As the first-ever Ocean Beach “No Burn” season comes to an end, the National Park Service is preparing to to roll out 16 new fire pits beginning Mar. 1.
In a community outreach meeting Thursday, the NPS said new 800-pound concrete fire pits will be placed on a quarter-mile stretch of beach between stairwells 15 and 20. Rules for fires on the beach etched directly into the side so that there will be “no confusion on the rules,” NPS Environmental Protections Specialist, Trevor Rice said:
“As part of the Ocean Beach Fire Program we are also adding new signs on the beach that are easier to read. … Come Mar. 1 we will have signs on every stairwell.”
Rules in place for the upcoming season will include a ban on fires during spare-the-air days, and requiring a permit for groups of 25 people or more. But according to the Spokesperson for the NPS, Nathan Hale Sargent, there is no set price for these permits:
“Permit costs will vary from free to an unknown number. … It all depends on the nature of the event.”
Curfew for bonfires on Ocean Beach will begin at 9:30 p.m. for the upcoming season, 30 minutes later than last year’s 9 p.m. cutoff.
The curfew came under scrutiny during the meeting when members of the public spoke out against it as too early. Marciana O’halloran, a resident from Half Moon Bay said:
“I was thinking that 9:30 p.m. seemed to be early. … We need to have more time to relax and enjoy it. By the time we get (to the beach), get assembled and build a fire, it will be time to go.”
A bonfire after curfew or during the off-season can result in a penalty of up to $5,000 fine and up to six months in jail.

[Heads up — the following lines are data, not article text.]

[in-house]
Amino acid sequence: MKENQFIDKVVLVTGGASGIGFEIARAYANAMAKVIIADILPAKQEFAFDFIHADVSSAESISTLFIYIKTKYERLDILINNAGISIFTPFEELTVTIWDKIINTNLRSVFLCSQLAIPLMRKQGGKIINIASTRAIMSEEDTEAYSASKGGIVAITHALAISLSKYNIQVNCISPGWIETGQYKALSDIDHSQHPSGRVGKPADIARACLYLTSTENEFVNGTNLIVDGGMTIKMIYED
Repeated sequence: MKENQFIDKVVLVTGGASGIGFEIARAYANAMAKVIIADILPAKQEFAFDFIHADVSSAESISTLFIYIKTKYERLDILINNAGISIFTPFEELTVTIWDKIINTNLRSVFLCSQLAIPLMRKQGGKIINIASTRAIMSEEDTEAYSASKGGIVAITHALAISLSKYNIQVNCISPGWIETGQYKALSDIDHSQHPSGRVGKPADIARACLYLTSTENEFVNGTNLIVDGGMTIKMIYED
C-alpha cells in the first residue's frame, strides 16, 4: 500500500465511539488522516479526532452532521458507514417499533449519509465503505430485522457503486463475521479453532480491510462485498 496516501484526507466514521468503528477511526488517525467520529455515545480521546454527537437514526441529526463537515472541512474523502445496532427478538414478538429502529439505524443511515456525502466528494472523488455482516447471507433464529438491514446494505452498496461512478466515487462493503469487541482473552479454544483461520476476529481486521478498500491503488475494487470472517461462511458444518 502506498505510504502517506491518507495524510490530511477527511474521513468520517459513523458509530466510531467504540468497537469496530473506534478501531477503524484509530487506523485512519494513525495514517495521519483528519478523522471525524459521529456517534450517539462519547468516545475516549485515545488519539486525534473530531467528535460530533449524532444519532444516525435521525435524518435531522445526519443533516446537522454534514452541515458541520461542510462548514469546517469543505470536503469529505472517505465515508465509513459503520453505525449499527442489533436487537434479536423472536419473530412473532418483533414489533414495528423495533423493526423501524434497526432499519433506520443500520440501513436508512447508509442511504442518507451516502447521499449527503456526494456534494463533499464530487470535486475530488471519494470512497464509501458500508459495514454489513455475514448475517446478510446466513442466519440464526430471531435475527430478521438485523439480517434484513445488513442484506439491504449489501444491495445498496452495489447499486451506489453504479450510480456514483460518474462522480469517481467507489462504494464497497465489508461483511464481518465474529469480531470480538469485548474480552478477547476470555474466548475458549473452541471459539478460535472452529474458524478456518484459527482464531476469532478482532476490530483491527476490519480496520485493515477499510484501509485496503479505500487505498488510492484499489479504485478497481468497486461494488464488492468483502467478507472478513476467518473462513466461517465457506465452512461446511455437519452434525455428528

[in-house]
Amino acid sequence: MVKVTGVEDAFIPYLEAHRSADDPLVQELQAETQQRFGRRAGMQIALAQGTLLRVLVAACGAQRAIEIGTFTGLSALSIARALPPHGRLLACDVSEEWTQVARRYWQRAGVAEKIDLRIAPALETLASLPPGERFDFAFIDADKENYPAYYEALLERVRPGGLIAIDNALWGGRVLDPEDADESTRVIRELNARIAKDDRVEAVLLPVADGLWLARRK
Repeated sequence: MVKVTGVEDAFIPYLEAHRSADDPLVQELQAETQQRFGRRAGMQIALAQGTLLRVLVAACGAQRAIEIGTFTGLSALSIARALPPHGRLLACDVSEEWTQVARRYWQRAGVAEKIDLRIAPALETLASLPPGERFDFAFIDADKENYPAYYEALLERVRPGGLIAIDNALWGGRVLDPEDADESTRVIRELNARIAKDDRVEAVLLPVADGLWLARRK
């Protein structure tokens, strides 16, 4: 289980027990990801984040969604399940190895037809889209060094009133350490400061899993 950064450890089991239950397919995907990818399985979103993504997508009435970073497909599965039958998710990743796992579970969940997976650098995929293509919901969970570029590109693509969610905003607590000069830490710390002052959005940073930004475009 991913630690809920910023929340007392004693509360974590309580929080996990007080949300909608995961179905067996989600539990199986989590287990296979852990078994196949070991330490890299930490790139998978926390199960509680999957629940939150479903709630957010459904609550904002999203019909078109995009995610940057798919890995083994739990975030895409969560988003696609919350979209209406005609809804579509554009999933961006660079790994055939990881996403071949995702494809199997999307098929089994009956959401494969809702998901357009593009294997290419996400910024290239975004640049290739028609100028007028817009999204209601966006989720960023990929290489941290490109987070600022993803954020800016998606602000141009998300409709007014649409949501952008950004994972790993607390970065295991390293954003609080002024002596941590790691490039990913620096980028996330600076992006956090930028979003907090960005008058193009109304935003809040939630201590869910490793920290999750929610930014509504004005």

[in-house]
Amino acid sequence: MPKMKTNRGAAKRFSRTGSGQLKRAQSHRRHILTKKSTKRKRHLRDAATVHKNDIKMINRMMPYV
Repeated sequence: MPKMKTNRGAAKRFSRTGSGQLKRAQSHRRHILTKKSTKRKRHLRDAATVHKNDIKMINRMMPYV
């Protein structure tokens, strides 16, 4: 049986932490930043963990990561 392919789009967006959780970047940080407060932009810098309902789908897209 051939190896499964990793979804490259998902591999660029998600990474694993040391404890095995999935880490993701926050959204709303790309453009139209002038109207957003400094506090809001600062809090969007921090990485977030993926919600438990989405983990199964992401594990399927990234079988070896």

Lt. Dave Williams of the U.S. Park Police said, though, that this sort of penalty is rare:
“Most citations are for $125 and are unlikely to go as high as $5,000. … I have been working here for 14 years. I have never seen a fine that much. I have seen plenty of people contest tickets but the only reason a judge might do that is if there are other violations as well as the fire.”
According to Williams, the reason for the 9:30 p.m. curfew was that the majority of crime-related problems at Ocean Beach occur after 10 p.m.:
“We’ve had gang members rob people and children step on broken glass.”
According to a NPS Fires Program memorandum from last year, former supervisor Eric Mar along with the City and County of San Francisco allocated $185,000 for the program. The funds for 2017 are currently up in the air, current District 1 Supervisor Sandra Lee Fewer said:
“We are looking at how much money we will have in ad backs this year. … We at a city level are a little concerned about Trump and money being pulled from sanctuary cities, so I don’t know at this time what the (funding) will be.”
The 2017 bonfire season begins Mar. 1 and run until Nov. 1.